While discussing the provenance of the canonical shape of the Torah and the role that the Persian Government played in the development of these texts, Samuel Balentine, in his Torah’s Vision of Worship, writes,
As a religious center, the temple provided the imperial government with the opportunity to use it’s own perception of reality to shape the “ritual world” celebrated in Yehud. Not only could the government require that sacrifices and prayers for the imperial rulers be incorporated into the liturgy (cf. Ezra 6:10), but its funding of the temple enterprises meant that every religious act had a potential political dividend. This is because ritual, as Berquist [Judaism in Persia’s Shadow] notes, builds a sense of solidarity and consensus that is based more on emotional ardor than on intellectual assent. Each time the community gathered in worship, therefore, it recognized at least tacitly its debt of gratitude to its Persian benefactors. The devotion offered to God would not necessarily interfere with obedience to, or at least compliance with, Persian objectives. Indeed, it might encourage them. The ritual of sabbath observance for example, provided opportunity for worshipers to offer thanks to God and (implicitly) to the Persian authorities who permitted scheduled times of rest from the normal routines of work. (54)
This paragraph struck me in light of how churches in our modern context so often feel a debt of gratitude to our government for “religious freedom.” Many churches today fly American flags, endorse political parties/candidates, and even pray for America’s success in her military endeavors! It is one thing to appreciate what the government has made possible for people of faith and to pray for the well-being of men and women (whether they be soldiers, emperors, etc.), but we completely cross the line when the church believes it owes something to the government for the “freedoms” it experiences (c.f. Rom 13:1b). If churches, rather than implicitly (if not explicitly) endorsing the government, were to provide a continual stream of prophetic critique against its sins, one wonders how long the government would continue to provide this “freedom.” And if such “freedom” is so easily withdrawn, one must ask how free such “freedom” really is?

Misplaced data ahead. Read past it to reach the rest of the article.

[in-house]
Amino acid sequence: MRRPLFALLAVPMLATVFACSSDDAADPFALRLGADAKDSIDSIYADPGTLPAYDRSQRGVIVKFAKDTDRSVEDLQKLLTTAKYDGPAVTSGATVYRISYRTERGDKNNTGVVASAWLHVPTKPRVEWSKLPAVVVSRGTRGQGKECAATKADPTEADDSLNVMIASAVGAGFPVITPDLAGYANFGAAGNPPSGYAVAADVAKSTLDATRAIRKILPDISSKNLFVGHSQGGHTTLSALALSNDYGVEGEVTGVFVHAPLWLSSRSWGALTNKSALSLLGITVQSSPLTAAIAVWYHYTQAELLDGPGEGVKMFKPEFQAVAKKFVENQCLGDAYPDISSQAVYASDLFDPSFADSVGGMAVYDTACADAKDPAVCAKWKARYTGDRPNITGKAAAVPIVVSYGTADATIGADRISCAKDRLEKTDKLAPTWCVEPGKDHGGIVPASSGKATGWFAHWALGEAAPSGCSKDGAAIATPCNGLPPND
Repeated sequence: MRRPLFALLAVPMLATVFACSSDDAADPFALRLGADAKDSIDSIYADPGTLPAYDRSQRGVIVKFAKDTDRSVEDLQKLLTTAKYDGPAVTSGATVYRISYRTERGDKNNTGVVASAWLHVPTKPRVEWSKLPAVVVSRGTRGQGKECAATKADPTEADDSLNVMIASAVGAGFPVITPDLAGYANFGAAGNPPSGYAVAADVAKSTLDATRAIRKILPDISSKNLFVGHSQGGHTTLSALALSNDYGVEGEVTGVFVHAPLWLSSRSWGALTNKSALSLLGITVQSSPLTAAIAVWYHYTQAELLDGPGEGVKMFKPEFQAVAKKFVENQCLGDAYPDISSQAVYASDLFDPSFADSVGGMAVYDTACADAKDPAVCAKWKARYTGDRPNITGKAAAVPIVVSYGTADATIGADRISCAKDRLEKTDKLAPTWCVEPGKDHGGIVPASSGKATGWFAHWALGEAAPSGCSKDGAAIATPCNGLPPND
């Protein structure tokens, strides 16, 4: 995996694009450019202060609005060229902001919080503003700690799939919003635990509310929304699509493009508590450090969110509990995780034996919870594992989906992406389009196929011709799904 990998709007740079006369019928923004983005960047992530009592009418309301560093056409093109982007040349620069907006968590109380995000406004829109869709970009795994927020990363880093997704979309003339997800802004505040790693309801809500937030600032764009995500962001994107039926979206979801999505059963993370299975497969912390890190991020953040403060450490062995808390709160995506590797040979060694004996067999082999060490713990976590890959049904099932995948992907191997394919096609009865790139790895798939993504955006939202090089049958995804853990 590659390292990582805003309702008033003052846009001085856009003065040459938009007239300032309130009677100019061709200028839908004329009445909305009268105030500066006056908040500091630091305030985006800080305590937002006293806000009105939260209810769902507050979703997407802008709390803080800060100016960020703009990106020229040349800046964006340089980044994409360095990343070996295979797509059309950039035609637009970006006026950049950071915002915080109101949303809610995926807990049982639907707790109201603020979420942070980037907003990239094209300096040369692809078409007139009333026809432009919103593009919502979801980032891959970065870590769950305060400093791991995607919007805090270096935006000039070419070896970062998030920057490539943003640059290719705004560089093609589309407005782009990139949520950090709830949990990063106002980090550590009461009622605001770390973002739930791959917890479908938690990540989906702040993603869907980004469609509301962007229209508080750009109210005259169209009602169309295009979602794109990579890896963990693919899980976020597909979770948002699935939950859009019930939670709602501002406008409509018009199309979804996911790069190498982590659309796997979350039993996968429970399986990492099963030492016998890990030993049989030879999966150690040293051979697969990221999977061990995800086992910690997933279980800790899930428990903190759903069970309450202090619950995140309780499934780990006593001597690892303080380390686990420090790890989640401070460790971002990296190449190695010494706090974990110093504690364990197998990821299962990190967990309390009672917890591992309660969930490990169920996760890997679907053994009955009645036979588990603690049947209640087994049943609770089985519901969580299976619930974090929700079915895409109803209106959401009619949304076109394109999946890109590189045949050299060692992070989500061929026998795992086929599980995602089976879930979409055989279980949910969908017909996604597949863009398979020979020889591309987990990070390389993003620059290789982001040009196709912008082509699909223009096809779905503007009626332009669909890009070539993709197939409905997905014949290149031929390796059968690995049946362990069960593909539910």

Then another angel, a third, followed them, crying with a loud voice, “Those who worship the beast and its image, and receive a mark on their foreheads or on their hands, they will also drink the wine of God’s wrath, poured unmixed into the cup of his anger, and they will be tormented with fire and sulfur in the presence of the holy angels and in the presence of the Lamb. (Rev 14:9-10)
Balentine, Samuel E. The Torah’s Vision of Worship. Minneapolis: Fortress Press, 1999.